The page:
This has been a momentous year for Ireland, and as 2017 draws to a close we look back at the many changes and events that have happened in the past 12 months.
- Storm Ophelia
Ireland was captivated in October when news that the worst storm in 50 years was coming our direction. Storm Ophelia closed the country for 24 hours with most employers sensibly sending their workers home. The authorities reacted in a coordinated fashion with the meteorological, emergency and government services all working in unison.
The south and west appeared to be worst hit, with estimates of damage of between €500m and €800m. Media reports suggested 27% of respondents to a survey indicated that their local area was impacted by Ophelia. Of those who said they were affected, 51% in the Munster region said they were left without power. While impacted, the level of damage in Dublin and other areas was considerably lower.
- Economic Growth Continuing
Irelands economy continued to strengthen throughout 2017, with all main indicators pointing upwards. This was evident by increased tax revenues, lower unemployment rates, and strong economic growth across most sectors. Property, energy, financial services and technology all led the way. The Central Bank forecasts that the jobless rate will continue to fall and as a country we are at or near full employment.
While obviously desirable this increases the challenges around securing the additional workers to continue the growth. However, return of Irish emigrants from abroad coupled with immigration is helping to address these challenges.
Ireland attracted some negative headlines during the year, for example in respect of the Apple taxes, however it appears to have mostly weathered the negative headlines by the year end and 2018 is looked forward to with optimism.
- Political and Social
At a local level there was a changing of the political guard with a new Taoiseach, Leo Varadkar, taking over from Enda Kenny.
The concern in respect of housing and some ongoing enquiries cast a cloud on the political environment. Social initiatives continue apace in 2017. Uppermost was a continuing drive toward gender equality in the political, business and sporting worlds.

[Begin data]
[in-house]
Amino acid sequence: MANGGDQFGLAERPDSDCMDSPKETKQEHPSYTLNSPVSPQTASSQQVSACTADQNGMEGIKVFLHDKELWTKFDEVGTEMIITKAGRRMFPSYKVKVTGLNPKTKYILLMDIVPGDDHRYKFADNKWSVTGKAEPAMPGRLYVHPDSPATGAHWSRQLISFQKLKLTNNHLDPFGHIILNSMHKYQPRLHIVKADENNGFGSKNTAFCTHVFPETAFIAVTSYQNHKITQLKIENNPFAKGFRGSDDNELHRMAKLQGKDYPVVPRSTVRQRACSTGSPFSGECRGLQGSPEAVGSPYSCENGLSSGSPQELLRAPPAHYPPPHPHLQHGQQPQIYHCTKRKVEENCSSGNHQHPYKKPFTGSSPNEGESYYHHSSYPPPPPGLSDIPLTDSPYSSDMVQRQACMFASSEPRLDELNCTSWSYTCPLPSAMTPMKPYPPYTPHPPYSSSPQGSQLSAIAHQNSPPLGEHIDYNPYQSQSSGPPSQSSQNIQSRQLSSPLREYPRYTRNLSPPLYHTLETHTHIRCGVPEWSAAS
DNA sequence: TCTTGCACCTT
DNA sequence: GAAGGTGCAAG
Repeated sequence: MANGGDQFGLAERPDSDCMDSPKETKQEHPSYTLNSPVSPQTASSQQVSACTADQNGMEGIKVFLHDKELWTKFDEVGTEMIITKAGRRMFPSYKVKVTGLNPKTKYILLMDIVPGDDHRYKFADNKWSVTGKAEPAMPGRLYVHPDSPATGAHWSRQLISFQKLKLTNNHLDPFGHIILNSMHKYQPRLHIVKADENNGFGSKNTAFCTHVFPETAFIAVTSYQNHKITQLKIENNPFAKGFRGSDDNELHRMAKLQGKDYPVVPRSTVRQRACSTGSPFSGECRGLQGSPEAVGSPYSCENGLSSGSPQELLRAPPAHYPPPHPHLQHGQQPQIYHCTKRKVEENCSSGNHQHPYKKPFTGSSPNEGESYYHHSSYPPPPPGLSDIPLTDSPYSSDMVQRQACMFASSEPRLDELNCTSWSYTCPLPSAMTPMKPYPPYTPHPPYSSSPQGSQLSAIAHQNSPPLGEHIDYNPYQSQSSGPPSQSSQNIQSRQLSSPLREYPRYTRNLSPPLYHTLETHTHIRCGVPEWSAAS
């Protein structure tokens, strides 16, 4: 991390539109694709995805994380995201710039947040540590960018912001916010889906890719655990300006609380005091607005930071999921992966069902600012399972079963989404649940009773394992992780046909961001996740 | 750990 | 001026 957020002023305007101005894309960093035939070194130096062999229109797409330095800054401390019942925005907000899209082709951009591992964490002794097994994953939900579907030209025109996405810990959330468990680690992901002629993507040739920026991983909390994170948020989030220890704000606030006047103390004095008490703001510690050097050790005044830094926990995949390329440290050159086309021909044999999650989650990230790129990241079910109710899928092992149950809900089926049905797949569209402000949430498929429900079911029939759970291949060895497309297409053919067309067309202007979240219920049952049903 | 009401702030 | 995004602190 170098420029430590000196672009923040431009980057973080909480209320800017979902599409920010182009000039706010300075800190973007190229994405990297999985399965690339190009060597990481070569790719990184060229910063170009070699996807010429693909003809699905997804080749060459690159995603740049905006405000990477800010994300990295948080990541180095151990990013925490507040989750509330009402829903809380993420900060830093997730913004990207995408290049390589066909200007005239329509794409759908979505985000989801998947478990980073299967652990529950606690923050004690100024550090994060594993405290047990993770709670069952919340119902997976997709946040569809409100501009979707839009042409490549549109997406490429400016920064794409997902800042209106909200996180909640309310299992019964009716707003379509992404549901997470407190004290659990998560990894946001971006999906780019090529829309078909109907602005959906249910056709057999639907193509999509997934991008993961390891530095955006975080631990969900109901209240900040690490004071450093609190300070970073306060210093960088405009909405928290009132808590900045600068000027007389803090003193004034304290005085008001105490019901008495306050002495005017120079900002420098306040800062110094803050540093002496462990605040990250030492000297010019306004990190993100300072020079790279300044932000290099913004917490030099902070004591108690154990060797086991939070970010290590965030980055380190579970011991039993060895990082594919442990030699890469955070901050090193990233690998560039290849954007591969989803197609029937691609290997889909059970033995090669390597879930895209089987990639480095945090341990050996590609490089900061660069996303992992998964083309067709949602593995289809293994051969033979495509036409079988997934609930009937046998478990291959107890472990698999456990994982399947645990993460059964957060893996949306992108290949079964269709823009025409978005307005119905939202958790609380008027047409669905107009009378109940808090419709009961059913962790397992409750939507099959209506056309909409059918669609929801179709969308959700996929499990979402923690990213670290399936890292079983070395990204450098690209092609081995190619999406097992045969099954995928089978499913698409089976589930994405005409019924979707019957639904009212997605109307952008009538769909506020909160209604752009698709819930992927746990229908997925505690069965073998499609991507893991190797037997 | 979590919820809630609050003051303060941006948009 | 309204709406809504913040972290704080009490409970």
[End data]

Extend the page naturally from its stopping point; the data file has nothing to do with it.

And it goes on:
Internationally there was continued interest in Donald Trump’s twitter account and his various initiatives, domestically and internationally. Towards the year end a new US tax bill was passed introducing lower corporate taxes and also providing incentives to US business to transfer overseas profits and cash back to the US. These are consistent with his key election promise of putting the US first. Furthermore, on the international scene there was continued heightened tension with North Korea.
After considerable deliberations at European level, a political deal was recently agreed allowing Brexit negotiations move into phase two. One of the main concerns was and continues to be the implications in respect of the Irish border. Arguably this has proven to be one of the greatest challenges facing the North and South of Ireland in recent years.
With no overall majority the position of the UK government is vulnerable in respect of its strategy around Brexit and considerable work remains. A key debate has opened up surrounding the type of Brexit. Will it be a soft Brexit with the UK potentially staying within the customs union and single market? Or a hard Brexit with a need to renegotiate trade agreements unilaterally, the jury is out.
While much of the attention in Ireland has focused on the negatives, there are also opportunities which we should not lose sight of. Ireland can become an attractive base as an entry point into the EU market and act as a bridge between the EU and the UK.
Rapid developments in technology continued throughout 2017. Key headlines included concerns around data protection, GDPR, bitcoin and cryptocurrencies. The continued attractiveness of Ireland as a base for technology investment was impacted in the short term by the ongoing debate around Apple, however the media have moved on to other matters as the year closed out.
As we are look forward to 2018 we are hoping to maintain our economy’s momentum and continue to be one of Europe’s fastest-growing economies.